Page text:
Can someone explain in simple words why we make sure electronics are off before we start up/ shut down our Cessna172 engine?

  • $\begingroup$ You could install an avionics master switch to avoid this. $\endgroup$ – Michael Hall Jan 14 at 6:17

You shut the components off to protect the sensitive electronics from electrical surges that may occur during start up of the engine.

Circuit breakers are designed to trip open if too much current in amps is drawn from the power source by the electrical components or a short circuit downstream of the circuit breaker. They do not necessarily protect the components from too much amperage and/or voltage generated and pushed through the circuit breaker from upstream of the circuit breaker.

To be safe, disconnecting the components from the power source via a physical switch that can be opened Is prudent to mitigate the risk.

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    $\begingroup$ The wording here is a bit confusing. "Upstream" means "towards the source" - I think you mean downstream (ie: circulating reactive currents on the load side network, etc). In any case, breakers and protectors only trip on sustained overcurrent conditions and the risk during ignition is reactive/inductive voltage spikes generated in the starter that can be large enough to damage electronics without necessarily going into overcurrent conditions, or for long enough for breakers to trip. $\endgroup$ – J... Jan 14 at 14:19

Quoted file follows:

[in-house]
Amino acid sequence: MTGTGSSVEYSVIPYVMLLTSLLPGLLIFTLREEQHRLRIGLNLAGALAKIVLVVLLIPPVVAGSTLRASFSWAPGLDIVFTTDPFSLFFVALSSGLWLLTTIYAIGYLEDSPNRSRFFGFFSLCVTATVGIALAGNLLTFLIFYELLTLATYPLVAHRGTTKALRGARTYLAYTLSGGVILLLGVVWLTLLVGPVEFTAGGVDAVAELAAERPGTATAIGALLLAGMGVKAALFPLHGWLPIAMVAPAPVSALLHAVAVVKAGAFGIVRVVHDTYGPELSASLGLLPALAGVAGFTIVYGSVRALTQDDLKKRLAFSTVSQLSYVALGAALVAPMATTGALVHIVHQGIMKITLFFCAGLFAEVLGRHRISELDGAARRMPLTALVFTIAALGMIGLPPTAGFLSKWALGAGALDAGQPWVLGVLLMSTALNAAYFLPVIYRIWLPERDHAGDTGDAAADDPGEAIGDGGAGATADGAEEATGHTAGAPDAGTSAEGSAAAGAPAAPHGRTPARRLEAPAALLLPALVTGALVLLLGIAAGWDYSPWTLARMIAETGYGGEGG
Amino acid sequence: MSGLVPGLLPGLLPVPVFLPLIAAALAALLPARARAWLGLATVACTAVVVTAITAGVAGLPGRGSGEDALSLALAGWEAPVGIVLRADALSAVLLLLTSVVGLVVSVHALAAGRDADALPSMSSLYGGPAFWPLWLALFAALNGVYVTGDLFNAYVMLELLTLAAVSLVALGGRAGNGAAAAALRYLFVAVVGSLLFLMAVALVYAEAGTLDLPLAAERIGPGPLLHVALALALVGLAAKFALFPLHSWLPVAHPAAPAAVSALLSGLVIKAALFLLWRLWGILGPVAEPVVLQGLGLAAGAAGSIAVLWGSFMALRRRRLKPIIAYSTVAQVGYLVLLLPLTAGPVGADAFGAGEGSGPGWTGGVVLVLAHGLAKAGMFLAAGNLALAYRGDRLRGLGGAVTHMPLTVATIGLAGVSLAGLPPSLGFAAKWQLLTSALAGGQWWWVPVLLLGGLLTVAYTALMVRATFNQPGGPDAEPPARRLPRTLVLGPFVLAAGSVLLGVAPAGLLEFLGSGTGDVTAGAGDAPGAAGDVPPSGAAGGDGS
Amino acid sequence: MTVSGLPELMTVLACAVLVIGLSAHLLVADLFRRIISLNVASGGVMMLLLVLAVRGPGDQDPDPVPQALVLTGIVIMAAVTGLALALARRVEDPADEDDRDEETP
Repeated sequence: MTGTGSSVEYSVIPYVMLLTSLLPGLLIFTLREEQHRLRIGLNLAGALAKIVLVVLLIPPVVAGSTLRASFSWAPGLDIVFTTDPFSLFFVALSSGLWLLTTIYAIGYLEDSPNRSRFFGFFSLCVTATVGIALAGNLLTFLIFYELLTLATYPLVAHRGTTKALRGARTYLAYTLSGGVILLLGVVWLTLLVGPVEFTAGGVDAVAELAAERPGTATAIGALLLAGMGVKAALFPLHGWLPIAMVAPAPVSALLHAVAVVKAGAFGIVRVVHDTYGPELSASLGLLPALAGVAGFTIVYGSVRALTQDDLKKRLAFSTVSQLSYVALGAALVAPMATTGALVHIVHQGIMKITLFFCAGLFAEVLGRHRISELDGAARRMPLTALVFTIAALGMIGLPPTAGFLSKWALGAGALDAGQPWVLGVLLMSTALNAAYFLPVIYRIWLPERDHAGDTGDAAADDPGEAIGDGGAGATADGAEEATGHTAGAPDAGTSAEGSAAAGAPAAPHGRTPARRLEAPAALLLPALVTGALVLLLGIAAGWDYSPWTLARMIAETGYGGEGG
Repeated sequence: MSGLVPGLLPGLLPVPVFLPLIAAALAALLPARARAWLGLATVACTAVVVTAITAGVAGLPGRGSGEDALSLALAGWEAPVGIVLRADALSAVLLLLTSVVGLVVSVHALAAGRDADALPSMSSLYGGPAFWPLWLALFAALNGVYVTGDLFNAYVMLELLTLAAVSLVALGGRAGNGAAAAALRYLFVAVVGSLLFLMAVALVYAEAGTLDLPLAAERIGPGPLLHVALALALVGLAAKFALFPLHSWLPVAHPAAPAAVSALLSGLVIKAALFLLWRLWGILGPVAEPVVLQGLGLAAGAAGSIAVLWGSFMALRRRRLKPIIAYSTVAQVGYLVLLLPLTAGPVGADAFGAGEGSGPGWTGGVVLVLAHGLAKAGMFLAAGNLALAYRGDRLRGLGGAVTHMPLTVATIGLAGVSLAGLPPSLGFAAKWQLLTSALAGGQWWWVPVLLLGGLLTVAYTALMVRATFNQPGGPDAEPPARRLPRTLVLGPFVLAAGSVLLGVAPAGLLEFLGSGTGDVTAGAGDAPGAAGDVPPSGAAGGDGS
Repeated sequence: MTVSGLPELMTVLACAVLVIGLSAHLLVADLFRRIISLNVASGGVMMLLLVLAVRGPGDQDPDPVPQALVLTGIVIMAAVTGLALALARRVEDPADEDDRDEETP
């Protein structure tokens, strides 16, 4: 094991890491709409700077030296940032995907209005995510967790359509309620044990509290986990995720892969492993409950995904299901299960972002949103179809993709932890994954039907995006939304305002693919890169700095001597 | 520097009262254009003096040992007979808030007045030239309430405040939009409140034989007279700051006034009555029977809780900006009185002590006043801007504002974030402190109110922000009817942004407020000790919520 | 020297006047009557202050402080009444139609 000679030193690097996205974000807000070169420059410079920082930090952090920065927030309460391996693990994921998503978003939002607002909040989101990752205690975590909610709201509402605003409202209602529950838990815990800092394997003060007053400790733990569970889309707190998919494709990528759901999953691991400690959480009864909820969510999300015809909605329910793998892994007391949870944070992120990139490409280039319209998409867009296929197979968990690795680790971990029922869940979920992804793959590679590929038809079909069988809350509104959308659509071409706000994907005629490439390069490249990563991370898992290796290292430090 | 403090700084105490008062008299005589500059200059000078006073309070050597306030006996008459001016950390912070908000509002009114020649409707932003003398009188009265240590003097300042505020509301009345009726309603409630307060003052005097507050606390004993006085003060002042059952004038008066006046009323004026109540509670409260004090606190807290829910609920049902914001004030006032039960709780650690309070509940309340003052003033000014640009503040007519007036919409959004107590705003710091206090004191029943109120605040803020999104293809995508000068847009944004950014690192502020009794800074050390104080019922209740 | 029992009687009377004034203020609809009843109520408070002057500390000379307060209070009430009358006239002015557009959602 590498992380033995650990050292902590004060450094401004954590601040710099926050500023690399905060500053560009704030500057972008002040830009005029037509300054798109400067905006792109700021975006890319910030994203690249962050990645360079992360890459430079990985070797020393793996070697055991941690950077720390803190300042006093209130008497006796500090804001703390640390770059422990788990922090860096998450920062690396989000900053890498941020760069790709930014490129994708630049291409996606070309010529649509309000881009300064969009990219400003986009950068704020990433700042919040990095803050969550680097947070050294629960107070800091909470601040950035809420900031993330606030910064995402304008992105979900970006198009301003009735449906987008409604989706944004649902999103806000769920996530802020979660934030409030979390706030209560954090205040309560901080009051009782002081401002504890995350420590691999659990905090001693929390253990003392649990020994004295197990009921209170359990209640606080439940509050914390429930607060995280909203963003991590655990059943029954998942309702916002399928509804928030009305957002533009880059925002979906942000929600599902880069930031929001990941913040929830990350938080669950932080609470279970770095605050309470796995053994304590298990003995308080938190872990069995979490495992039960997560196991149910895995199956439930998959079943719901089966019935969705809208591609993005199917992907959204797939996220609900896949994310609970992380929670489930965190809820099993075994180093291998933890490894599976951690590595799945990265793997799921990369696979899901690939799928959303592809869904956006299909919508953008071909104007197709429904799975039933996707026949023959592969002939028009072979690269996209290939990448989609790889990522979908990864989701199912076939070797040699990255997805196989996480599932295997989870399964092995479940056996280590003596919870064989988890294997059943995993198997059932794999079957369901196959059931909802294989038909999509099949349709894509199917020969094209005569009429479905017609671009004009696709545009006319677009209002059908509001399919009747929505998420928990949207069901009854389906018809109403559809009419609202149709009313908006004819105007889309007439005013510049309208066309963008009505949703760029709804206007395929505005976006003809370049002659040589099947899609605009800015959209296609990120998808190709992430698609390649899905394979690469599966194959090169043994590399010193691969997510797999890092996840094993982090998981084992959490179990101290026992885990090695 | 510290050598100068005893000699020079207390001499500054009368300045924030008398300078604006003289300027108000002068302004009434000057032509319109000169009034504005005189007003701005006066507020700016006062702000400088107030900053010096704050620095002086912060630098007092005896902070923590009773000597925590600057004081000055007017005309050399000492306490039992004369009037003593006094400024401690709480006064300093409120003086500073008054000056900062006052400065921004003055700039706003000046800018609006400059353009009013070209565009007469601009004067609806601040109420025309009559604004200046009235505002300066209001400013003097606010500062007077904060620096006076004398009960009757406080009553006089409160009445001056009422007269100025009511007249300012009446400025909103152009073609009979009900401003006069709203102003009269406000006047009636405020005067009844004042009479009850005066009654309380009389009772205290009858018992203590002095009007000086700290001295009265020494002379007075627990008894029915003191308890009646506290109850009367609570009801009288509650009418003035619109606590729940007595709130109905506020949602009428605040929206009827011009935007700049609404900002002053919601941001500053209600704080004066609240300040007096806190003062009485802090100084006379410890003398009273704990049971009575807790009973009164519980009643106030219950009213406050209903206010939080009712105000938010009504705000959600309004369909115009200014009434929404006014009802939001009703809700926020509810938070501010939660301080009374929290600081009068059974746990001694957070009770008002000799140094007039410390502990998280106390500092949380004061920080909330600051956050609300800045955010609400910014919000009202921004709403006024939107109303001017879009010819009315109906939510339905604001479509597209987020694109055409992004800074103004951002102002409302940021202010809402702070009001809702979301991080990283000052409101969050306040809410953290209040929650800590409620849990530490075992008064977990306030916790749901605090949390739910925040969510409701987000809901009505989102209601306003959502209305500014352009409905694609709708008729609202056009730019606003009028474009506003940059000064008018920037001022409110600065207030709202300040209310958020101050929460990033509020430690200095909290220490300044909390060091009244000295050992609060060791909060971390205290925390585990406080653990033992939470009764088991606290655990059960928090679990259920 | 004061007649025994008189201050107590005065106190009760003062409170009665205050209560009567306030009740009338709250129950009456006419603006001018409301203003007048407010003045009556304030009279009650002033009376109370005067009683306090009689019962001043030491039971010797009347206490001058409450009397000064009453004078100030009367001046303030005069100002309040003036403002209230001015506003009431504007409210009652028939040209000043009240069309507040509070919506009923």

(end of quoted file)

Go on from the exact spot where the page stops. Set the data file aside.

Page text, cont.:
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    $\begingroup$ The electronic components may or may not draw enough current to trip the breaker at a higher voltage, while still potentially being destroyed. This is the exact same concept as using a surge protector for devices even when a house has circuit breakers. $\endgroup$ – trognanders Jan 16 at 2:23

The main problem lies in the behavior of the coils inside the starter. As all inductors, they build up a magnetic field - this stored energy will cause a high spike in voltage while disconnecting. Though it can be dissipated, there is still a slight chance of damaging sensitive electronic devices. And in aeronautics one does not take chances...

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    $\begingroup$ +1 for mentioning the phenomenon better known as inductive kickback, which if not properly controlled can generate high voltages. These days wiring of large inductors such as motors that are connected to power supplies (including batteries, alternators, magnetos, etc) common to other equipment have "snubber" diodes that are supposed to harmlessly short the voltage spike to ground. The problem is that snubber diodes sometimes burn out or otherwise fail. $\endgroup$ – rclocher3 Jan 14 at 18:00
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    $\begingroup$ From Edsel Murphy's Laws: "A transistor protected by a fast-acting fuse will protect the fuse by blowing first". One would then suppose that a fuse attached to a whole bunch of transistors, resistors, and etc would be the safest electrical component in the world. :-) $\endgroup$ – Bob Jarvis - Reinstate Monica Jan 15 at 17:29
  • $\begingroup$ Not familiar with aviation electronics, but can't you just use a reverse-biased diode to get protect from voltage spikes when you have an inductive load? $\endgroup$ – forest Jan 16 at 23:11

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